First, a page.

When my father made up his mind about something, it was next to impossible to budge him. After he recovered from his last stroke in November of 2005, he decided he would drive out each weekend to visit Ruth on Long Island.
“Dad”, I said, “You’ve just recovered from a major stroke. You can afford to hire a limousine and relax in the back seat.”
“That won’t be necessary,” he said.
“I don’t want you behind the wheel, risking your own life and the lives of others, travelling at ninety miles an hour.”
“Ninety miles an hour?” He smiled. “It’s more like eighty-five now.”
Once when I visited him on a Sunday afternoon after he returned from Long Island, I saw the wheel of one of those giant trucks imprinted on the passenger side of his car. “I see that a semi made quite an impression on the body of your car.”
“Yeah,” he admitted, “That damn driver drifted into my lane.” I thought that it might have been the other way around, but there was no talking to the man. Over the course of the past three and a half years, Dad had four or five accidents, but miraculously, no one ever got hurt. As my mother used to say, “We were so lucky.”
Dad was only able to attend college for 3 months, as a young man. By the time he was nineteen, Pearl Harbor had been bombed and we had entered the Second World War. He enlisted in the army and entered the signal core. He learned to read and send Morse code at a speed of over forty words per minute and was about to be sent to the South Seas to intercept and decode Japanese communications when he came down with a terrible case of influenza. Many of his fellow soldiers never returned from their assignment but Dad safely spent the rest of the war teaching code in the states.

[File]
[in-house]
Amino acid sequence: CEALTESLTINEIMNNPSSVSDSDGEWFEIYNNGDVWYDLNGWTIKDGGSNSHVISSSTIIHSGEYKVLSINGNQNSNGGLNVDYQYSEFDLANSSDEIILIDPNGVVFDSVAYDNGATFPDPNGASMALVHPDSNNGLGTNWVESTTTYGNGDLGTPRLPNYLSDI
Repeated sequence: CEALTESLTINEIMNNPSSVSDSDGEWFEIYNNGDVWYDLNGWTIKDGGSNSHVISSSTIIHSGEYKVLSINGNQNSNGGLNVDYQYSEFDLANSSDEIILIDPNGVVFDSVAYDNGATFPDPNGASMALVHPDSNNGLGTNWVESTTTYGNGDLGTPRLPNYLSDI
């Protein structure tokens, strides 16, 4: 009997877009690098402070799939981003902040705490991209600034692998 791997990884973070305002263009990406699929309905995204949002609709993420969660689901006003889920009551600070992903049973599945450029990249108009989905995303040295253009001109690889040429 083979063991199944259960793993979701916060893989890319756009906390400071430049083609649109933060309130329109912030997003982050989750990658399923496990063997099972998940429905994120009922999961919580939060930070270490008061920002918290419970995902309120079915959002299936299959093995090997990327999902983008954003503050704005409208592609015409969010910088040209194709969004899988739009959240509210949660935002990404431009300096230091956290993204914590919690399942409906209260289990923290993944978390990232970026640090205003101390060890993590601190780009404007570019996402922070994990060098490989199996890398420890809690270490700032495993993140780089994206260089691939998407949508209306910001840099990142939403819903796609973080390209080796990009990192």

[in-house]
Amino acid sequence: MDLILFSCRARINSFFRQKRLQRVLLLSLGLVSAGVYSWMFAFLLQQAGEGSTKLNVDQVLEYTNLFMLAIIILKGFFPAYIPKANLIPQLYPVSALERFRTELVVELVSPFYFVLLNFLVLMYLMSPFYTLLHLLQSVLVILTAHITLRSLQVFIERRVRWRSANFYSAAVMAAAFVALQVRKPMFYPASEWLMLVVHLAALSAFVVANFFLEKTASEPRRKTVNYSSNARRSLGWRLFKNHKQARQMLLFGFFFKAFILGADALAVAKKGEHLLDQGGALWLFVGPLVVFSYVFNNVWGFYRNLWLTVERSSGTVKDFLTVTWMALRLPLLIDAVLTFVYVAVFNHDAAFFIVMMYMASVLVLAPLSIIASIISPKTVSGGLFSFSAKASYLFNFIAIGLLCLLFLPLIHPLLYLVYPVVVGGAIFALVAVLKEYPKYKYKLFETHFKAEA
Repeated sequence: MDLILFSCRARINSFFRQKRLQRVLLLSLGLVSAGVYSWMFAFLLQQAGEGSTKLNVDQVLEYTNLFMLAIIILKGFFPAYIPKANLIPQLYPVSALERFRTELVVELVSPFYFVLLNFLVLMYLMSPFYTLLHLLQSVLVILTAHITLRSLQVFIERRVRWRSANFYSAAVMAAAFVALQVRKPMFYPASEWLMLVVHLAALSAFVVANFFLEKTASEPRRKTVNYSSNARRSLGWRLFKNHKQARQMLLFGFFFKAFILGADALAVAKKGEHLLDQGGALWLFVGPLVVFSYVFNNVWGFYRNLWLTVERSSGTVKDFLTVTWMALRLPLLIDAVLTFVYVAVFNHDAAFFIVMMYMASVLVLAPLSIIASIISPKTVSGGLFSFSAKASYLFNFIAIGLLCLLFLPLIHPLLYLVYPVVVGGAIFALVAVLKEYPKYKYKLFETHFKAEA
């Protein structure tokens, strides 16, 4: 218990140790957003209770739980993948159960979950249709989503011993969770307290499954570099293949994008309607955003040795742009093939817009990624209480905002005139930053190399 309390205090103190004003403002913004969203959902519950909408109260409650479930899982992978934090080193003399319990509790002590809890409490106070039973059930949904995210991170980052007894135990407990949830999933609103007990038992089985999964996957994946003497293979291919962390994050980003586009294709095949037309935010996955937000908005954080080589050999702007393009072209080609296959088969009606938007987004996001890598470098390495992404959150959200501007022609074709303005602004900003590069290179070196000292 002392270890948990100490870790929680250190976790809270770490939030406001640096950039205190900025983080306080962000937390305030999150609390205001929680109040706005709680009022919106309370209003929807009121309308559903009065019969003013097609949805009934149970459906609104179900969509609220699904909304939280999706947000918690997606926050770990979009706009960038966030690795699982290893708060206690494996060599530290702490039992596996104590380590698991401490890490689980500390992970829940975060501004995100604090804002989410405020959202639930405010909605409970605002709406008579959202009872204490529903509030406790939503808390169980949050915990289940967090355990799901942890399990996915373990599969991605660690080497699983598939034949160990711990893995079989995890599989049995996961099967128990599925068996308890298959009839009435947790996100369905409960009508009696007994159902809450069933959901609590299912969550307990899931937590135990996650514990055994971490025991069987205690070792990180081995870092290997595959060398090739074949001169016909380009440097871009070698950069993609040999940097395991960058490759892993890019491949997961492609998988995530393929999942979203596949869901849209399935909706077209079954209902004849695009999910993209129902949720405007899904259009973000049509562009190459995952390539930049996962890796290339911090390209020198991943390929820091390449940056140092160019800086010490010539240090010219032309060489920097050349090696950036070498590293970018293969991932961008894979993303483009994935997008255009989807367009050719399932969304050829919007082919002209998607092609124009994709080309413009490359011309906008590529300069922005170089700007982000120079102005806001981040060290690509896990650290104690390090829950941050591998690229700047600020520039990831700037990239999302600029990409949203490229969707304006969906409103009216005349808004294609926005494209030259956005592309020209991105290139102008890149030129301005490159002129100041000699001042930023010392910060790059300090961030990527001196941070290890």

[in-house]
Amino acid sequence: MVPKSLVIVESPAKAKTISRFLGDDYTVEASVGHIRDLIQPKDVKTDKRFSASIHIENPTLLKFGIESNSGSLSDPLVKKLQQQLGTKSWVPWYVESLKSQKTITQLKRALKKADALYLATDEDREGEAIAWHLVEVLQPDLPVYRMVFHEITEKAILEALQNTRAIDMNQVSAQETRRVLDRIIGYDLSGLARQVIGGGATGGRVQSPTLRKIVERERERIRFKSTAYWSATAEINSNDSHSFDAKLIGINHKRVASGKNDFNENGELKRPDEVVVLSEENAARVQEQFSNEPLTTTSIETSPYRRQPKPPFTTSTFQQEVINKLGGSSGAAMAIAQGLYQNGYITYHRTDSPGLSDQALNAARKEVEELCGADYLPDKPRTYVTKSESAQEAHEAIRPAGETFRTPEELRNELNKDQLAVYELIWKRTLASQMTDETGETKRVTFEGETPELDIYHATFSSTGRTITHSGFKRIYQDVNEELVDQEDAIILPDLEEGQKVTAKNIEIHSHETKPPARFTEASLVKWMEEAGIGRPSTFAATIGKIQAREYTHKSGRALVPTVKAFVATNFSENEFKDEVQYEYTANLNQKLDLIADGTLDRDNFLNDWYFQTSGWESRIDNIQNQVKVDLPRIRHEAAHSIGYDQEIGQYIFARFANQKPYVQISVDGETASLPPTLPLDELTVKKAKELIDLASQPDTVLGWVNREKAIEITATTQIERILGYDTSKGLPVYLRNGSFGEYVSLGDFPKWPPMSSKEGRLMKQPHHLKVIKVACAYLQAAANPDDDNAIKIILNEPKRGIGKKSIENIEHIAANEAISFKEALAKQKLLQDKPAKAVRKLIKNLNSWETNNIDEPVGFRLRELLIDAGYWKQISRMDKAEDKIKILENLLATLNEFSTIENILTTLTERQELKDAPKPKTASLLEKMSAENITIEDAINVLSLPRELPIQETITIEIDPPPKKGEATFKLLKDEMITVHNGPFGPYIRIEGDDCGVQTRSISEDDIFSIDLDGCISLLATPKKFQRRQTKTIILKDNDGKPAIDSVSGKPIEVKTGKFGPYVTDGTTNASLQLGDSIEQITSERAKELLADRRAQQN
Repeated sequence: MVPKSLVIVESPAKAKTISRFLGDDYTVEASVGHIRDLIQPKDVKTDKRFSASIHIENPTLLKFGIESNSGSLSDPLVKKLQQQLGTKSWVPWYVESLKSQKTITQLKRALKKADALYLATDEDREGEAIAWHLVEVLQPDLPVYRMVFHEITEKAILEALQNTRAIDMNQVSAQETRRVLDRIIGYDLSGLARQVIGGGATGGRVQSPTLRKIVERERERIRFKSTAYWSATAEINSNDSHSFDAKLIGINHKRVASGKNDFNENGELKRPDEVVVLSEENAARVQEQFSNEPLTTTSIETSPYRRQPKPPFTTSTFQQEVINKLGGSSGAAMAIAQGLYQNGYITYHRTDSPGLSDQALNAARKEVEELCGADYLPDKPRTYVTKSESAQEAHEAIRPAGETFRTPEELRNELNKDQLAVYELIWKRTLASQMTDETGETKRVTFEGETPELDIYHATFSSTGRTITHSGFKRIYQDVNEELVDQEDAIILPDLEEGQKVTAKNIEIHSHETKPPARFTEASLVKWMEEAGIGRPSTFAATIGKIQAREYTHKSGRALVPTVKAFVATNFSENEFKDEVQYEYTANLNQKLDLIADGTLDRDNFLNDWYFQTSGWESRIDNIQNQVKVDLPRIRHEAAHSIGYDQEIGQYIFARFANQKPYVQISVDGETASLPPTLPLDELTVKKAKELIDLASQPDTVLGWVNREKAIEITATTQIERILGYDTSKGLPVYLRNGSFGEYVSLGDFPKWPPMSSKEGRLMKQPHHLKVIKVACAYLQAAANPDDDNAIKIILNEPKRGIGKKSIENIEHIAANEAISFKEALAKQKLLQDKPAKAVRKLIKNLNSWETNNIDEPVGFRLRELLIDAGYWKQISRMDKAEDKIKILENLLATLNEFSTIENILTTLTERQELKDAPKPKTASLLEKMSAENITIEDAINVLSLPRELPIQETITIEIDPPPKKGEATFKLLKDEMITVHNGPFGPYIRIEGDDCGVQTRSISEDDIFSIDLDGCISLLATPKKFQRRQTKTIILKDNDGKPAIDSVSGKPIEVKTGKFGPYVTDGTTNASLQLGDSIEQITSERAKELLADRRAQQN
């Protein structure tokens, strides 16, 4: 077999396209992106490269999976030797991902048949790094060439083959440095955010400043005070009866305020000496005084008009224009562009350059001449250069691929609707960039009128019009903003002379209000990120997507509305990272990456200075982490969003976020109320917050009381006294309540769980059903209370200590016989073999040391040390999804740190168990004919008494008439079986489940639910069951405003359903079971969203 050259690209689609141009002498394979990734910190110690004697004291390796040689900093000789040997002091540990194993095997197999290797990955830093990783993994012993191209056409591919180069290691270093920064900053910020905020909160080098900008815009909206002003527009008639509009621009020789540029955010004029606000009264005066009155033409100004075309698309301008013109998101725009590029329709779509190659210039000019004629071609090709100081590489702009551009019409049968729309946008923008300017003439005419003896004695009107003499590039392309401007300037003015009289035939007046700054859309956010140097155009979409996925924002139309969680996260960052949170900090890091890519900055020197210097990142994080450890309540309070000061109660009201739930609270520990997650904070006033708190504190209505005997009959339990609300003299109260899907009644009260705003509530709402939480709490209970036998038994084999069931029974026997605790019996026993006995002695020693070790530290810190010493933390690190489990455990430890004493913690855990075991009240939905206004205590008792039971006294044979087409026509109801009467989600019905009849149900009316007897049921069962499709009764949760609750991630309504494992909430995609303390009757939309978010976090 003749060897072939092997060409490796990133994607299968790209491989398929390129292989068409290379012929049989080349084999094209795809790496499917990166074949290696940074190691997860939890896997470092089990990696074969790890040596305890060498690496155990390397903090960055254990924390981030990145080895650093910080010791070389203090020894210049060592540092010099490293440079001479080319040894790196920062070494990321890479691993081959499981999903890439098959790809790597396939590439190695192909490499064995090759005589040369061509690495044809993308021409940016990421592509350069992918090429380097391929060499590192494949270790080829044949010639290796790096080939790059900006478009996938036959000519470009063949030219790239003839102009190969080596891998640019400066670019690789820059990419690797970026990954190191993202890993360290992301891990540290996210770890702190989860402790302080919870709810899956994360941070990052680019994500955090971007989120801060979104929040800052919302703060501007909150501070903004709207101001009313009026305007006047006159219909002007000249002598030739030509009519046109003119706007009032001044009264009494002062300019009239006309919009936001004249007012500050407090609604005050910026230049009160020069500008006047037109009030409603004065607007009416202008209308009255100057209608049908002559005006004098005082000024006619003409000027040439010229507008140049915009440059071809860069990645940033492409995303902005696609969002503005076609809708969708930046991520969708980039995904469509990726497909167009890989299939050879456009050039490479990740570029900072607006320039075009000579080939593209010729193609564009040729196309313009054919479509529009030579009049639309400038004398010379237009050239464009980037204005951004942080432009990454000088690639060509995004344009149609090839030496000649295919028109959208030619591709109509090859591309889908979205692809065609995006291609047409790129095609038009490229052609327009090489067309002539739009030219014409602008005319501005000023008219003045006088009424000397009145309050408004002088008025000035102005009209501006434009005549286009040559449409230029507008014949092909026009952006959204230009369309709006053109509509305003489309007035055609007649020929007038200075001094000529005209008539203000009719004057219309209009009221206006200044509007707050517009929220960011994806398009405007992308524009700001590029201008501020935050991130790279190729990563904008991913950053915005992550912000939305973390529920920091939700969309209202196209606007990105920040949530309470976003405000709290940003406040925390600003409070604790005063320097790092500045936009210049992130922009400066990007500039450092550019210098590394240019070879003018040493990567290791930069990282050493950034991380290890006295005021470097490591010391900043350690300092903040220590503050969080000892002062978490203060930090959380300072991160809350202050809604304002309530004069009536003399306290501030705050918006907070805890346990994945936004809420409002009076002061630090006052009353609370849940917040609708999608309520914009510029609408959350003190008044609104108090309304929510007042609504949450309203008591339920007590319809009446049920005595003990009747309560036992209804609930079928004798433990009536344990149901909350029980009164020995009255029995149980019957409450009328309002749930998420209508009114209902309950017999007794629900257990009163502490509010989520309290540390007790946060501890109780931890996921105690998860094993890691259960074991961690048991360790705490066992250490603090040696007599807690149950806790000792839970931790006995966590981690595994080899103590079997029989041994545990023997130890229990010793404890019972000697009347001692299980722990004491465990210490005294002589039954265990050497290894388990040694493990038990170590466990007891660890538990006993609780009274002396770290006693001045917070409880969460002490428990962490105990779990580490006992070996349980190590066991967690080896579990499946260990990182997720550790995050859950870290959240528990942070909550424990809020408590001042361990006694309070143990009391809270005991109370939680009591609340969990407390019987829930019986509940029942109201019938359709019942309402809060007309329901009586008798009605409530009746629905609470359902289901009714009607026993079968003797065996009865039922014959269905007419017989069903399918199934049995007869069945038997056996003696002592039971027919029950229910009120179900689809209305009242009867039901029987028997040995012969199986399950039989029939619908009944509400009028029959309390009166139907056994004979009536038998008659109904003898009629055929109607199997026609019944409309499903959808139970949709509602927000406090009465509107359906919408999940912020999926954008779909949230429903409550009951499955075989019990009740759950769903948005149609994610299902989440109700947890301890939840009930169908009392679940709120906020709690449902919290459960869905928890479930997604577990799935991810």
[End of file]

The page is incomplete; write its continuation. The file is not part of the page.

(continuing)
As an older man, he remained passionate about learning. He went to Montclair College, and in his sixties and seventies, he took numerous classes in philosophy, economics, and literature. How many children have the opportunity to engage in deep discussions with their father concerning Kierkegaard, Kafka, and Marcel Proust? Dad was very proud of the papers he wrote and often gave me them to read.